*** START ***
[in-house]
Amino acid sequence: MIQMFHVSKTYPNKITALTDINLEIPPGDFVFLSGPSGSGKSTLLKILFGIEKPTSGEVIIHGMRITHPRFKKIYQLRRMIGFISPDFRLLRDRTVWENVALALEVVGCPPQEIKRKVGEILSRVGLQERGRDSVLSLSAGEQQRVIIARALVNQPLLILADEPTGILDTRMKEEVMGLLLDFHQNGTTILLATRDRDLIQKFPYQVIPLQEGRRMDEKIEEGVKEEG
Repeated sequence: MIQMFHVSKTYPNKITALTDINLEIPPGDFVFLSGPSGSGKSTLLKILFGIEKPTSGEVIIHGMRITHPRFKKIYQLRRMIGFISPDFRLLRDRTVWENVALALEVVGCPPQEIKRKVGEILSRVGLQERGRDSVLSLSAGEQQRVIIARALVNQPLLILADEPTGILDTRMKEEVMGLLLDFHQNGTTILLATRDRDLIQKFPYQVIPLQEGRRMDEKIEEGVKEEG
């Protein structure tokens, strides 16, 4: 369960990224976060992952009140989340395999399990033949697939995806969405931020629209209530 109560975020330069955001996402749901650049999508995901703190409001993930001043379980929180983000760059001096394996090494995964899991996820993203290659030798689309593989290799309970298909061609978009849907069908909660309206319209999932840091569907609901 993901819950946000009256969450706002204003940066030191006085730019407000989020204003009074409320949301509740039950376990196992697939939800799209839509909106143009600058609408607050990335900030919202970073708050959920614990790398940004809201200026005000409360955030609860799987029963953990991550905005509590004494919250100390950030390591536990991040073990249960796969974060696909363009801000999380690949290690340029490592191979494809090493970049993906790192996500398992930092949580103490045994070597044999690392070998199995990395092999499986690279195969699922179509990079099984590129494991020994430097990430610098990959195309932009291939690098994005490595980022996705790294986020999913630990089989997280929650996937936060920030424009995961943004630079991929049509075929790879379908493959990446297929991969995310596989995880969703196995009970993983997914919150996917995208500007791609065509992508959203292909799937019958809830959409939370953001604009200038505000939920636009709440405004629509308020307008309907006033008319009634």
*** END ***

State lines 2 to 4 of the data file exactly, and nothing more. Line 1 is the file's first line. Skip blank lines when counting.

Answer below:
Amino acid sequence: MIQMFHVSKTYPNKITALTDINLEIPPGDFVFLSGPSGSGKSTLLKILFGIEKPTSGEVIIHGMRITHPRFKKIYQLRRMIGFISPDFRLLRDRTVWENVALALEVVGCPPQEIKRKVGEILSRVGLQERGRDSVLSLSAGEQQRVIIARALVNQPLLILADEPTGILDTRMKEEVMGLLLDFHQNGTTILLATRDRDLIQKFPYQVIPLQEGRRMDEKIEEGVKEEG
Repeated sequence: MIQMFHVSKTYPNKITALTDINLEIPPGDFVFLSGPSGSGKSTLLKILFGIEKPTSGEVIIHGMRITHPRFKKIYQLRRMIGFISPDFRLLRDRTVWENVALALEVVGCPPQEIKRKVGEILSRVGLQERGRDSVLSLSAGEQQRVIIARALVNQPLLILADEPTGILDTRMKEEVMGLLLDFHQNGTTILLATRDRDLIQKFPYQVIPLQEGRRMDEKIEEGVKEEG
């Protein structure tokens, strides 16, 4: 369960990224976060992952009140989340395999399990033949697939995806969405931020629209209530 109560975020330069955001996402749901650049999508995901703190409001993930001043379980929180983000760059001096394996090494995964899991996820993203290659030798689309593989290799309970298909061609978009849907069908909660309206319209999932840091569907609901 993901819950946000009256969450706002204003940066030191006085730019407000989020204003009074409320949301509740039950376990196992697939939800799209839509909106143009600058609408607050990335900030919202970073708050959920614990790398940004809201200026005000409360955030609860799987029963953990991550905005509590004494919250100390950030390591536990991040073990249960796969974060696909363009801000999380690949290690340029490592191979494809090493970049993906790192996500398992930092949580103490045994070597044999690392070998199995990395092999499986690279195969699922179509990079099984590129494991020994430097990430610098990959195309932009291939690098994005490595980022996705790294986020999913630990089989997280929650996937936060920030424009995961943004630079991929049509075929790879379908493959990446297929991969995310596989995880969703196995009970993983997914919150996917995208500007791609065509992508959203292909799937019958809830959409939370953001604009200038505000939920636009709440405004629509308020307008309907006033008319009634």